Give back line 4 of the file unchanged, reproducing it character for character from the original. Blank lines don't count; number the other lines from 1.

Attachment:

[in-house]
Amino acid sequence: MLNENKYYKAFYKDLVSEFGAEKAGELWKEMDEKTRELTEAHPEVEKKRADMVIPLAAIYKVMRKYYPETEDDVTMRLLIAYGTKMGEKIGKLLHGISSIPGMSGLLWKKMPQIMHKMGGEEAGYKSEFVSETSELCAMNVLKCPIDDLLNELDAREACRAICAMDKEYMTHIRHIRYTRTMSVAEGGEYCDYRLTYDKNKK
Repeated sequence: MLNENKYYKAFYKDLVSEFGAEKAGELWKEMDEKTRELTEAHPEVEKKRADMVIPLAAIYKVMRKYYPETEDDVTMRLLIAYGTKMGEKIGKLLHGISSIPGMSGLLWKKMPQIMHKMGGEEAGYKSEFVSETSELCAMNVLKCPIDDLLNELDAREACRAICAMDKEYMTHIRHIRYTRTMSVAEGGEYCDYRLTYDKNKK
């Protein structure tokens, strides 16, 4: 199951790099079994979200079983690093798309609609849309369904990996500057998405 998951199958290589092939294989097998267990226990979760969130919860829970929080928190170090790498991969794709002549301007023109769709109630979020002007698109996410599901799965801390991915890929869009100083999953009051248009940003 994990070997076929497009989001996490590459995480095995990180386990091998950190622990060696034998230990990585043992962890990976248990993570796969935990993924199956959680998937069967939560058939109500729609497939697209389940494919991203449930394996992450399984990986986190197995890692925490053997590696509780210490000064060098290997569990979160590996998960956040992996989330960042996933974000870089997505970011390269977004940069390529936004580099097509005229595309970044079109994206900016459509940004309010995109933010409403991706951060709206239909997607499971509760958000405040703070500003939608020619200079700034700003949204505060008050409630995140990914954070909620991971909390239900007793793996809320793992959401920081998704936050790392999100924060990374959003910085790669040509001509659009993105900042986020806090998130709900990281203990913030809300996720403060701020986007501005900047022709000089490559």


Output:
């Protein structure tokens, strides 16, 4: 199951790099079994979200079983690093798309609609849309369904990996500057998405 998951199958290589092939294989097998267990226990979760969130919860829970929080928190170090790498991969794709002549301007023109769709109630979020002007698109996410599901799965801390991915890929869009100083999953009051248009940003 994990070997076929497009989001996490590459995480095995990180386990091998950190622990060696034998230990990585043992962890990976248990993570796969935990993924199956959680998937069967939560058939109500729609497939697209389940494919991203449930394996992450399984990986986190197995890692925490053997590696509780210490000064060098290997569990979160590996998960956040992996989330960042996933974000870089997505970011390269977004940069390529936004580099097509005229595309970044079109994206900016459509940004309010995109933010409403991706951060709206239909997607499971509760958000405040703070500003939608020619200079700034700003949204505060008050409630995140990914954070909620991971909390239900007793793996809320793992959401920081998704936050790392999100924060990374959003910085790669040509001509659009993105900042986020806090998130709900990281203990913030809300996720403060701020986007501005900047022709000089490559």